Indigenous people, in our own culture and language, have come to understand God’s insights and can share those with the rest of the Church. The importance of community is something our Indigenous siblings understand very well. We know that God seeks us, no matter our culture.
This implies that lefse, hot dishes, and White Jesus are no longer synonymous with Lutheranism. You ARE a Lutheran if you welcome all people and no longer impose your cultural values or customs on others. It is no longer the “standard” to assume that we hear and experience the power of the Holy Spirit solely inside a Westernized, orthodox worldview. Being a Lutheran signifies to me that my Indigenous siblings and ancestors, like myself, have always known God via the Holy Spirit and have always known God, our Creator, within our languages and traditions. Our trust in the Creator gives us a new heart, understanding, and Spirit, guiding us as Indigenous Christians to lead our Church to a kind of unity based on justice and love.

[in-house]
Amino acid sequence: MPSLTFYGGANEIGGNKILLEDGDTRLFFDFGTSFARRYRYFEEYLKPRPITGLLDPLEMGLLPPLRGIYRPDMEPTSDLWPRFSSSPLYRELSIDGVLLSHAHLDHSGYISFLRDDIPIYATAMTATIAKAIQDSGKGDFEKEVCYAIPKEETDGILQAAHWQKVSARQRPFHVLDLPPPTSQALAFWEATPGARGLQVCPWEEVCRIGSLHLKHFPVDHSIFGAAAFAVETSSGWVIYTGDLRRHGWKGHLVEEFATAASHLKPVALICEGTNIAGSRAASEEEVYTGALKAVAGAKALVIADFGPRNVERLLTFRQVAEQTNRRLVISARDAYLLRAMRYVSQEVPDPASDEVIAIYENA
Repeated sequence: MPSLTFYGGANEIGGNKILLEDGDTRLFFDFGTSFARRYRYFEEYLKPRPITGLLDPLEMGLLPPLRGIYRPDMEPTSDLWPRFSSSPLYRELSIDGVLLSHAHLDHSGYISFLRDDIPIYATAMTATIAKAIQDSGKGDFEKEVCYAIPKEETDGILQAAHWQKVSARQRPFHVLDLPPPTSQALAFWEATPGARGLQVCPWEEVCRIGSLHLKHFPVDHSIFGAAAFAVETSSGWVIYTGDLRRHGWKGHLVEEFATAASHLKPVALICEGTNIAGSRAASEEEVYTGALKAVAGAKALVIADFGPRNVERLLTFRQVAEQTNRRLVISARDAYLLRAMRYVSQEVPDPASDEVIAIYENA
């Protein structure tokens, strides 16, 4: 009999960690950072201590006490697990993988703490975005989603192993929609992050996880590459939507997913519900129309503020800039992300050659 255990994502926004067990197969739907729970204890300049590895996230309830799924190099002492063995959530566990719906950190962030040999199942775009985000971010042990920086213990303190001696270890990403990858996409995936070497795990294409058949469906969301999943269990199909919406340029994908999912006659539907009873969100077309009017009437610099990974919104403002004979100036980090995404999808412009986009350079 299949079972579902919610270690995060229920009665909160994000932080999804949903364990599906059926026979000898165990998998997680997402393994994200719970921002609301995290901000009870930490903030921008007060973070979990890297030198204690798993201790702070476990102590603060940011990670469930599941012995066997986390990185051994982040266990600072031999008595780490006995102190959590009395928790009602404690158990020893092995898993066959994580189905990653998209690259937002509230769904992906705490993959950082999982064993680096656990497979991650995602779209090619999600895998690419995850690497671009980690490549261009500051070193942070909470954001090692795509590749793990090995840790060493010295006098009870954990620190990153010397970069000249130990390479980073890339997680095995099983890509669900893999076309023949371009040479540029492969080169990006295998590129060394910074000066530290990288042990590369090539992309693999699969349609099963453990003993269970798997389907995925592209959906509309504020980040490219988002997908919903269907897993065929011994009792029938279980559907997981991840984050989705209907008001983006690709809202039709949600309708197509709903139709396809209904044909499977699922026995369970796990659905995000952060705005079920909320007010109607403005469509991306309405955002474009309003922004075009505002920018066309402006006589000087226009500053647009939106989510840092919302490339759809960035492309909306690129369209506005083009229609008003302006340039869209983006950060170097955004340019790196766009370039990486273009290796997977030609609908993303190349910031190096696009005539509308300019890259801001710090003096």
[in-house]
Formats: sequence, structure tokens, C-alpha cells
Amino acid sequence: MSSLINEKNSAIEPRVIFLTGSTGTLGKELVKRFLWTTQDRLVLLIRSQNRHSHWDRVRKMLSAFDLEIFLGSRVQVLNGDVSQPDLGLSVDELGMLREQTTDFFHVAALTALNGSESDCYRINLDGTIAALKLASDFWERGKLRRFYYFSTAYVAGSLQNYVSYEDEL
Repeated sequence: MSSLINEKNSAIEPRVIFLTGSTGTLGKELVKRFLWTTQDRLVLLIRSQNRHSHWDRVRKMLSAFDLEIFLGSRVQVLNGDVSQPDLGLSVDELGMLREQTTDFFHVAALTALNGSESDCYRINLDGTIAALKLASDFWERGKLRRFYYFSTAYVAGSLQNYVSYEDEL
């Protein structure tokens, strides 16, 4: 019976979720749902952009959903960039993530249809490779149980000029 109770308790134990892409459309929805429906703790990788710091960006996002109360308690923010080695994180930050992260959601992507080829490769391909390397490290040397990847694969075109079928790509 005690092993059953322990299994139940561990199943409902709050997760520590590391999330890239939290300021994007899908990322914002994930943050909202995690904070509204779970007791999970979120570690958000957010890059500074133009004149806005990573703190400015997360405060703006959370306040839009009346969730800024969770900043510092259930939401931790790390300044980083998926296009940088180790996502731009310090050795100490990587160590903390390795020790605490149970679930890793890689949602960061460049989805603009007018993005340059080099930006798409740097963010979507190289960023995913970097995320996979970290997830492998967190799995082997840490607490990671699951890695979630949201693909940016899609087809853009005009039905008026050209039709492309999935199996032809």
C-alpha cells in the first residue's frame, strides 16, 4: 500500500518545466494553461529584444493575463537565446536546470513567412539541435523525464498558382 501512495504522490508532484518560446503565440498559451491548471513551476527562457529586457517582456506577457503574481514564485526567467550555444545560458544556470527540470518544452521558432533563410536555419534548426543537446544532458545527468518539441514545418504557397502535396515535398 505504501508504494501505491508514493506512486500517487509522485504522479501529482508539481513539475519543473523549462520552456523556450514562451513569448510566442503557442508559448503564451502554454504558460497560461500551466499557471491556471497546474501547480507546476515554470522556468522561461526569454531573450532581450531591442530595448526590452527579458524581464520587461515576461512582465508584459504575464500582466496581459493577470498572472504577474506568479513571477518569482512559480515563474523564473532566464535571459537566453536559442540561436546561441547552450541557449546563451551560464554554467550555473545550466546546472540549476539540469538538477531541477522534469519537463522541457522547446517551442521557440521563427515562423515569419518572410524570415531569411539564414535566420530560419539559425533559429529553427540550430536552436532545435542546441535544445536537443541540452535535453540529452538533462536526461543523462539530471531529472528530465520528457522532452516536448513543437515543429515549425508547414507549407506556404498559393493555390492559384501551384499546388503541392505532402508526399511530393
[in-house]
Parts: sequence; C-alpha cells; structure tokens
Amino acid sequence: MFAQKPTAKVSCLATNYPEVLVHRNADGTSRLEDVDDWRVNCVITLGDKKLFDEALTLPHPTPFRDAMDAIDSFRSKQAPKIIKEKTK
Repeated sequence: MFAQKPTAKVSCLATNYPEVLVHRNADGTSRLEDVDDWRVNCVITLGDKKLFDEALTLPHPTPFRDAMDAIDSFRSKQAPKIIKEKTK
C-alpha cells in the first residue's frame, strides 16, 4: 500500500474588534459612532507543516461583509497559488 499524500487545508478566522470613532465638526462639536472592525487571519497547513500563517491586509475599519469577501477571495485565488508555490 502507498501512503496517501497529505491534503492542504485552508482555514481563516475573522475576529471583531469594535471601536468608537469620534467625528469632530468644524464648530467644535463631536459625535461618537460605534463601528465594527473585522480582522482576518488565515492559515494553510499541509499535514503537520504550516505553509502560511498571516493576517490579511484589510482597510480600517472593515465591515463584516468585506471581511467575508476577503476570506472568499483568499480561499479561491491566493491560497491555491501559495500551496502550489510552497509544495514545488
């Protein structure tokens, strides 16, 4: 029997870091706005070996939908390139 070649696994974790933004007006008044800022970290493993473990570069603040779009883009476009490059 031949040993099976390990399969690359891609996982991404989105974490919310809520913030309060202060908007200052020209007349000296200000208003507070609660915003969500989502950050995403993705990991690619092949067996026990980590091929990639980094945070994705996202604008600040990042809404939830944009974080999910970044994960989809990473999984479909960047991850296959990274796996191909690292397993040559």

Dr. Kelly Sherman-Conroy is a teacher, a listener, a story teller, a native theologian and a healer. Her Lakota name is Matt Taste Winyan (Good Bear Woman). She is a proud member of the Oglala Sioux Tribe who makes her home in Minneapolis.